Entertaining Satan’s Horde in a More Uplifting Way - 91%

bayern, June 15th, 2017

My “love affair” with Barathrum has been quite a fluctuating one; I found the debut a pile of sloppily assembled noises which I immediately dismissed; then this piece of creepy macabre minimalistic “beauty” called “Eerie” appeared which hooked me instantly, and still remains my favourite from their discography… then “Infernal” came out which didn’t strike me that hard after its grand predecessor, being again on the not very dexterously produced, abrasively executed side of the spectre. But then the band hit their stride with a string of four fairly strong efforts all the way to the scary blasting “beast” “Anno Aspera…”.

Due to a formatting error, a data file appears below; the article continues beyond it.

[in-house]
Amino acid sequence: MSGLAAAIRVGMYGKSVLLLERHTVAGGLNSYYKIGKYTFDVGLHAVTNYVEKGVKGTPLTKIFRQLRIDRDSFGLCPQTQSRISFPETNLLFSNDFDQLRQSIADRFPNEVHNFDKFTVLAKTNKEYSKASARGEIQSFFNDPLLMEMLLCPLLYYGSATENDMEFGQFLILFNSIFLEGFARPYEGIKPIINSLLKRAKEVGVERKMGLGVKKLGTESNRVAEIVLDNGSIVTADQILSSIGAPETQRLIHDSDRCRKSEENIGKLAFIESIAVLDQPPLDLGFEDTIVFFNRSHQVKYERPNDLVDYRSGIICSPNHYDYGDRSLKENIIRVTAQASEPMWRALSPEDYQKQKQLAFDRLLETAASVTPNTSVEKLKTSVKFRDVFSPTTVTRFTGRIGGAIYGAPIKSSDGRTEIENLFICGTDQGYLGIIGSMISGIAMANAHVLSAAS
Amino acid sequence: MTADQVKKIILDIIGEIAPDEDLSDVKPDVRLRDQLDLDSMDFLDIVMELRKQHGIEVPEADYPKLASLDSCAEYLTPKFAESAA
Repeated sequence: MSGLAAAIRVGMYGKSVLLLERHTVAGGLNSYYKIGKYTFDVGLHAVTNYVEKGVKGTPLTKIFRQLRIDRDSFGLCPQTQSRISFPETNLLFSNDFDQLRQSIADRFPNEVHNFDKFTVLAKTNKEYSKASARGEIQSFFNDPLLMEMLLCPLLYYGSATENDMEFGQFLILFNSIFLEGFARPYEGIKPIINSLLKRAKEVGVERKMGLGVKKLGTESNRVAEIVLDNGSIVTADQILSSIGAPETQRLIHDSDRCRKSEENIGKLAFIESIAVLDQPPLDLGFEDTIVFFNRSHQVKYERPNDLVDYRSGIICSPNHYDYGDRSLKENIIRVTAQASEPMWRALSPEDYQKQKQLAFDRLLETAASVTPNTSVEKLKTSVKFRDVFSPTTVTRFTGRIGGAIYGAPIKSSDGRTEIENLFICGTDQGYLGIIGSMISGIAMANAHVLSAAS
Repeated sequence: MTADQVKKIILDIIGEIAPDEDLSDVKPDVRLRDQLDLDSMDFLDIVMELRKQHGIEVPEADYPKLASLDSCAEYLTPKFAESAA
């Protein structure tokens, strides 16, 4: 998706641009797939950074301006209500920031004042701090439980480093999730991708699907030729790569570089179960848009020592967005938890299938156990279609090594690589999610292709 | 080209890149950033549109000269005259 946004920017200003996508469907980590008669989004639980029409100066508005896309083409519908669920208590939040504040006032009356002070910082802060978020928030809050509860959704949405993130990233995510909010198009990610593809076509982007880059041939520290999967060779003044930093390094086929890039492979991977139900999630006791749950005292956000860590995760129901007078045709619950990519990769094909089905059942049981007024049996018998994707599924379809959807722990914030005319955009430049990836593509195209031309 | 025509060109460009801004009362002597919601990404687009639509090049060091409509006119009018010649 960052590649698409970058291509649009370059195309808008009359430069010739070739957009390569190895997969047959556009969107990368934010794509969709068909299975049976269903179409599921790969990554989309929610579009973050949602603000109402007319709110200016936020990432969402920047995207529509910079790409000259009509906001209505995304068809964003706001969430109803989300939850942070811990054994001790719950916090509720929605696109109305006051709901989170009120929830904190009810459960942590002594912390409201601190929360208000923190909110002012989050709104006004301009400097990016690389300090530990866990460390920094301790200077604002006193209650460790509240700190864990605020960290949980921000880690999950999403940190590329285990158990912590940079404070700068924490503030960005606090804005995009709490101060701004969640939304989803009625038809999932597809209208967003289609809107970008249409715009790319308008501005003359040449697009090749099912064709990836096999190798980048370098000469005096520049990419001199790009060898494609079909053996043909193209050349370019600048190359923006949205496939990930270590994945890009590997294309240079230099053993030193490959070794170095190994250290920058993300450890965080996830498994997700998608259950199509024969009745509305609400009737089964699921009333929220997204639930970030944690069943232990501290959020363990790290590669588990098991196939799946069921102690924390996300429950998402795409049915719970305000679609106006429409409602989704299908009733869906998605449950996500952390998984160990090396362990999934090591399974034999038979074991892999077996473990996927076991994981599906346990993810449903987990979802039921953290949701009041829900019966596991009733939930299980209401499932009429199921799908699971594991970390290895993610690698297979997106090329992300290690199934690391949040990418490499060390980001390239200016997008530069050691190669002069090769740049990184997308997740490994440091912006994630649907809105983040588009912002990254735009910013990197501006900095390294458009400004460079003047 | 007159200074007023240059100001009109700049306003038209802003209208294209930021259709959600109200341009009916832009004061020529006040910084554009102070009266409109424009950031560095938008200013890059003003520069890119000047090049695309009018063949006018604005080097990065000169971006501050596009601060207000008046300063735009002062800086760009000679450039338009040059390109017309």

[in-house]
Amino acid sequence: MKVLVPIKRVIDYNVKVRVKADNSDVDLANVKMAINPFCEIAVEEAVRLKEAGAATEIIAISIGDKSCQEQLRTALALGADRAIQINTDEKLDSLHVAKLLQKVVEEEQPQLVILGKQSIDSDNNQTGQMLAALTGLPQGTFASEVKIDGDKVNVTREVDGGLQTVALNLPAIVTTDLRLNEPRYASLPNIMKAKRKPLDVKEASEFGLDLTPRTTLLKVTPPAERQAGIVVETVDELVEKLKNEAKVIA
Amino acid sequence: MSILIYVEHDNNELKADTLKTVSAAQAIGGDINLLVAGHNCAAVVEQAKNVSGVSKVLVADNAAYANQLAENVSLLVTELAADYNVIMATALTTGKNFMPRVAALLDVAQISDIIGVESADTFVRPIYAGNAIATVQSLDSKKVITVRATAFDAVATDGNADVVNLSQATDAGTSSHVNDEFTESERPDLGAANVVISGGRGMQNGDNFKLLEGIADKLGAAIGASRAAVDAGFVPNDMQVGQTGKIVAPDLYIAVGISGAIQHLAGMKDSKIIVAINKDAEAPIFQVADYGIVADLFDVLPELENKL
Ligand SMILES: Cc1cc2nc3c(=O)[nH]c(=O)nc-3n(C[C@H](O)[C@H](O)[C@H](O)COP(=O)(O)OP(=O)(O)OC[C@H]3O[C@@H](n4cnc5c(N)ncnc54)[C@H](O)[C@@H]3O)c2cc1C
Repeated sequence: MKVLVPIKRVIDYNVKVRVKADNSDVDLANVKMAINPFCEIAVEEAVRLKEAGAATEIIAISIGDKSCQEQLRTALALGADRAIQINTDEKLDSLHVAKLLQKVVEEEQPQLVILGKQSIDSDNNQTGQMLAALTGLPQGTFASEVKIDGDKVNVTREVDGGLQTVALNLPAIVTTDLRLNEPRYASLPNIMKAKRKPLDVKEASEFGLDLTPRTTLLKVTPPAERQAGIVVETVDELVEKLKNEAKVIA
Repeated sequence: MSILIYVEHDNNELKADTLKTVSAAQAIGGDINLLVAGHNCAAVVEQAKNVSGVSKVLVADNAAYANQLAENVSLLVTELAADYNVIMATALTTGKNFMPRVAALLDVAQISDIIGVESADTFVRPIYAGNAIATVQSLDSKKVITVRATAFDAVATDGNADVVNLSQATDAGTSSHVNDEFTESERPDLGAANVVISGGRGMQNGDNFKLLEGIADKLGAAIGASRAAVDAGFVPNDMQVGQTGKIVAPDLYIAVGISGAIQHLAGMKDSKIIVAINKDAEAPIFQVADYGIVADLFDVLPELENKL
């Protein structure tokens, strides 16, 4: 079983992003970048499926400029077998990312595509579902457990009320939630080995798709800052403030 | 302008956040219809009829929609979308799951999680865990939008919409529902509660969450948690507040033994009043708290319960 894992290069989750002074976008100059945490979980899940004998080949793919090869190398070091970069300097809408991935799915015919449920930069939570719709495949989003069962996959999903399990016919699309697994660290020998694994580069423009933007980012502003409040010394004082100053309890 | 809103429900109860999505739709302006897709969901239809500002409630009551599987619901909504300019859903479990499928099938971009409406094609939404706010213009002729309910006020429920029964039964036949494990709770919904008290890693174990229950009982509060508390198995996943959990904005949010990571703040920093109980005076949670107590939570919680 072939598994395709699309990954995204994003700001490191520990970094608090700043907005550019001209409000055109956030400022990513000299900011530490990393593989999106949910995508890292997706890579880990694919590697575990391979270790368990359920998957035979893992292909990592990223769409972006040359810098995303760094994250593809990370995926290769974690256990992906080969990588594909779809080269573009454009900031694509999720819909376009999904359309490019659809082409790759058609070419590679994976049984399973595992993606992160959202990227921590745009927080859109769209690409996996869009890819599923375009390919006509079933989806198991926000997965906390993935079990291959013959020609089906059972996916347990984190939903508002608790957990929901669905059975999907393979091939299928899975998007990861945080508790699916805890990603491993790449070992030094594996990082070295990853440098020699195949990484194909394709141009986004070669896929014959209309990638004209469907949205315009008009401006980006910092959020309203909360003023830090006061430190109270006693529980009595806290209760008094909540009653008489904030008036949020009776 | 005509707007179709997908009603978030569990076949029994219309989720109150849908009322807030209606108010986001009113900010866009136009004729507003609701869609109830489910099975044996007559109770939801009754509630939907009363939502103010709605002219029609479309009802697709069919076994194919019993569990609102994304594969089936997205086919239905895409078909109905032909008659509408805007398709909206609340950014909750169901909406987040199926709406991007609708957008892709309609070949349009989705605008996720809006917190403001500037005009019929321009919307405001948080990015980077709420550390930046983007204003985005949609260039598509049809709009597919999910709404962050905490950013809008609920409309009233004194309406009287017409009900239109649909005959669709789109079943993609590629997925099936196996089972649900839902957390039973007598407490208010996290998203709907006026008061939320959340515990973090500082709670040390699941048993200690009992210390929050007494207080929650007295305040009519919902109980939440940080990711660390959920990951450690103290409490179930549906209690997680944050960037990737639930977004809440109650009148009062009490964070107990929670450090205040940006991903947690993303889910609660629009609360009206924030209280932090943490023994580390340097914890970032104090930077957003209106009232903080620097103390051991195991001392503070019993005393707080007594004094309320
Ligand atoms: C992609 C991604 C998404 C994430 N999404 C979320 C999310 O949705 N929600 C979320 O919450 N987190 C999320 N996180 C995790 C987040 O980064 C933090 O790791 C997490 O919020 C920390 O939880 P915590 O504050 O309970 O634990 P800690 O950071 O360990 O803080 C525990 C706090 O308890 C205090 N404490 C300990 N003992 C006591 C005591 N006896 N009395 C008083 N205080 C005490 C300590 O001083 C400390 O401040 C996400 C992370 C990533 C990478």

The album reviewed here takes the middle ground in the guys’ discography and as such tries to combine the more primal sound from the beginning, to a lesser extent, with the more accessible, more optimistic approach from the surrounding it material. It wins on all counts although the hard-core black metal fanbase mustn’t have been quite happy with this mellower direction. So the darkness lands with “The Darkness Has Landed”, a direct no-gimmicks piece with jarring thrashy guitars and imposing epic build-ups the latter helped by the unobtrusive keyboard tunes. “Bride of Lucifer” is the characteristic for the band black/doomster with sinister heavy riffage marching in a patient, remorseless manner with eerie melodies provided to enhance the deep atmosphere. “Blood Spiller” is a nearly mainstream piece with the friendlier rhythms and the galloping escapades which put it in the vicinity of the 90’s German power/speed metal movement even; except for Demonos Sova’s unholy, apocalyptic vocals there’s not much to associate this cut with the band’s earlier repertoire. “Halfheart” moves back to the fields of doom, but this time the delivery is mellower and “half-hearted” with soulful guitars and catchier rhythms this song sounding like the moodier sibling of the preceding one.